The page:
Fig. 11 Intensity distribution of the output beam after propagation in the near field: (a) at 12cm from the LC-SLM 2; (b) at 18cm from the LC-SLM 2; (c) at 24cm from the LC-SLM 2.
, 11(b) and 11(c). As illustrated in Fig. 11, the intensity profile remains a useful annular flattop shape without significant diffraction peaks for a distance of more than 24cm.

4. Conclusion

We have demonstrated a system consisting of two phase only LC-SLMs for generating a near-diffraction-limited annular flattop beam from quasi-Gaussian beam input. The working principle is based on the refractive shaping system. The shaping effect and the deviation of the input beam from the assumed profile are analyzed in detail. Experimental results show that approximately 71% of the power is enclosed in a region with less than 7% rms intensity variation. The annular flattop beam retains a useful flat-top intensity distribution without significant diffraction peaks for a working distance of more than 24cm. Compared with other beam shaping techniques, this technique does not need complex phase retrieval algorithm. This technique provides a convenient and powerful way to translate central symmetric intensity distribution to annular flattop intensity distributions, which can be used in many applications.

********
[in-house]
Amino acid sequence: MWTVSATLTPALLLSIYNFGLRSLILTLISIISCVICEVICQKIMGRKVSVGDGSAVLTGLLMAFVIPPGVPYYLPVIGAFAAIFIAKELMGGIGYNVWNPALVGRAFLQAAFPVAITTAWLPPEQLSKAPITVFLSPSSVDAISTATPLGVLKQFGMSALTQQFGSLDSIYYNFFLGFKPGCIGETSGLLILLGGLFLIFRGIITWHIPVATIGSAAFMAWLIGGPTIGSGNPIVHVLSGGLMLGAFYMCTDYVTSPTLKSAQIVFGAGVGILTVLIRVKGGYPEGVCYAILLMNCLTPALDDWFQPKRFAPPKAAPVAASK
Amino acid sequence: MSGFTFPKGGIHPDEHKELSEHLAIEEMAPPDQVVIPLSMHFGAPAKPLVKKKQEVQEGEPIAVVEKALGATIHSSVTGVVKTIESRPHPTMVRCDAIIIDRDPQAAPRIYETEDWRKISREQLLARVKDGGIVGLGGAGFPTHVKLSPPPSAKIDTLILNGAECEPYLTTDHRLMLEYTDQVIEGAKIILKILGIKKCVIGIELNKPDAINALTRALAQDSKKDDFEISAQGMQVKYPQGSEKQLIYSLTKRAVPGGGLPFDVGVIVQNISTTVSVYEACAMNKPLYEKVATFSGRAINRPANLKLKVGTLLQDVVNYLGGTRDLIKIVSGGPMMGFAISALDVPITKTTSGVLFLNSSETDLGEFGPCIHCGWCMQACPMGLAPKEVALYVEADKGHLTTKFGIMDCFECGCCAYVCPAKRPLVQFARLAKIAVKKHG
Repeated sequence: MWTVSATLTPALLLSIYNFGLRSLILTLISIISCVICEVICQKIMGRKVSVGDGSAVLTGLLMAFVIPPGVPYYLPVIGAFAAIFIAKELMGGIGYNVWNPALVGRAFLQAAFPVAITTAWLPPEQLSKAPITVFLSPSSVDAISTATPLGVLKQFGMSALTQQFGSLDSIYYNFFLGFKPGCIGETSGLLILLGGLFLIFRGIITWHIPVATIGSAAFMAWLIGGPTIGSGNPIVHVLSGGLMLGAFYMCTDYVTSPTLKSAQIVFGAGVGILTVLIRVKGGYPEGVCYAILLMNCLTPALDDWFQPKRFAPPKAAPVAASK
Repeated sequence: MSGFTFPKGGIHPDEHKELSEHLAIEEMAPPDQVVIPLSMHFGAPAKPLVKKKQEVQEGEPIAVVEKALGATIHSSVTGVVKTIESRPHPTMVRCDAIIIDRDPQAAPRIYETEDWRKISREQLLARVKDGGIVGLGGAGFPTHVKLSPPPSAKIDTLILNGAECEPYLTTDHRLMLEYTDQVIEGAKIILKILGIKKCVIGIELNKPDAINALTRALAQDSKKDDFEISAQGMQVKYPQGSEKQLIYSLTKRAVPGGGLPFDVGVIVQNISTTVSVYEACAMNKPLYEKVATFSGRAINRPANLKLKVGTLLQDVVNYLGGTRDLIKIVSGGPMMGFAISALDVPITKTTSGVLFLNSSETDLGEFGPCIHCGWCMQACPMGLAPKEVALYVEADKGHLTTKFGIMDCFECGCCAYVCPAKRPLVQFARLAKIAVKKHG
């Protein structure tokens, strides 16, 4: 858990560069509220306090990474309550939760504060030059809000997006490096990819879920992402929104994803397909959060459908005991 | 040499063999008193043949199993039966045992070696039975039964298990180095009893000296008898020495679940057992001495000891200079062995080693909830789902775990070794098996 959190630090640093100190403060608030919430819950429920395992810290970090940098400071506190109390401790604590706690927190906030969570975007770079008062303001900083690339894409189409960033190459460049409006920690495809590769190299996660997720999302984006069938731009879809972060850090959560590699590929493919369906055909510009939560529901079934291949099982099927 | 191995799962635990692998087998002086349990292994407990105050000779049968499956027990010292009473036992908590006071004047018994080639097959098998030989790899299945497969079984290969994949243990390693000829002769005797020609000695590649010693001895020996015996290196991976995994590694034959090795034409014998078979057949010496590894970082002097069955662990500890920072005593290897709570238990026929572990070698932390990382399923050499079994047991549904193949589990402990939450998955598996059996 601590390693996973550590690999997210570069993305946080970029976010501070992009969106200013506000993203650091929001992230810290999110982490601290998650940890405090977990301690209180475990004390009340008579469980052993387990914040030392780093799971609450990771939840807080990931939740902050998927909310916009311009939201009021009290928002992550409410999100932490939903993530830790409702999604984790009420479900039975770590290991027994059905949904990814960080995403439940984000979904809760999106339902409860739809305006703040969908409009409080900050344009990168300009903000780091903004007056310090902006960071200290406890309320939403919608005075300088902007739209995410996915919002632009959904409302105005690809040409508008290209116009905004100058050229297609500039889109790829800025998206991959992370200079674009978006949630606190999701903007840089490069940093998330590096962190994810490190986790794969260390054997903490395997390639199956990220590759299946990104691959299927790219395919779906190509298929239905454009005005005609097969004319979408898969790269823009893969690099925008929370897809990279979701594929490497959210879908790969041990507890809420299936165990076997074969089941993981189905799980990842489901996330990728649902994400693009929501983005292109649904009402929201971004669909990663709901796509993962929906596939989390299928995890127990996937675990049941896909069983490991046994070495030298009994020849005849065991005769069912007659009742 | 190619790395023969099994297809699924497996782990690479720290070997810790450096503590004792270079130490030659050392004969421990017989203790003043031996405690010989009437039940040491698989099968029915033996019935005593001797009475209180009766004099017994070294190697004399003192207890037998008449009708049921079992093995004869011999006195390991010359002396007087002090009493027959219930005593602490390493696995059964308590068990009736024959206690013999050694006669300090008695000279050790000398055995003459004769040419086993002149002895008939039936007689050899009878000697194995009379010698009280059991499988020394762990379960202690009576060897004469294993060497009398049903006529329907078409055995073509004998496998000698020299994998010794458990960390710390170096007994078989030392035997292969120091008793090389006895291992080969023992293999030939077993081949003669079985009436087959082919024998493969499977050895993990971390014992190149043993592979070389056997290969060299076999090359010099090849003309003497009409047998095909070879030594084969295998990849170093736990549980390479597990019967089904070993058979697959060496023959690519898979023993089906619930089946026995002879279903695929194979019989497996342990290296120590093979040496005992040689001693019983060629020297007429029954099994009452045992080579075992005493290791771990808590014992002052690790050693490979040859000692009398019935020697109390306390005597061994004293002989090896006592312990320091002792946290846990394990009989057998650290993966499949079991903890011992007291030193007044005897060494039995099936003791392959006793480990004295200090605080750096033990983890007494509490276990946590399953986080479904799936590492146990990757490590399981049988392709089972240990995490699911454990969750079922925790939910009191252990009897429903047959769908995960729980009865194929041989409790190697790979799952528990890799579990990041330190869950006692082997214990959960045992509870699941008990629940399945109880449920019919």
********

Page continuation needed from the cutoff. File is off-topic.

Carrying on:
References and links

1.

Y. Baykal, “Log-amplitude and phase fluctuations of higher-order annular laser beams in a turbulent medium,” J. Opt. Soc. Am. A 22(4), 672–679 (2005). [CrossRef]

2.

H. T. Eyyuboglu and Y. Baykal, “Scintillations of cos-Gaussian and annular beams,” J. Opt. Soc. Am. A 24(1), 56–162 (2007).

3.

D. P. Rhodes, D. M. Gherardi, J. Livesey, D. Mcgloin, H. Melville, T. Freegarde, and K. Dholakia, “Atom guiding along high order Laguerre–Gaussian light beams formed by spatial light modulation,” J. Mod. Opt. 53(4), 547–556 (2006). [CrossRef]

4.

D. McGloin, G. C. Spalding, H. Melville, W. Sibbett, and K. Dholakia, “Applications of spatial light modulators in atom optics,” Opt. Express 11(2), 158–166 (2003). [CrossRef] [PubMed]

5.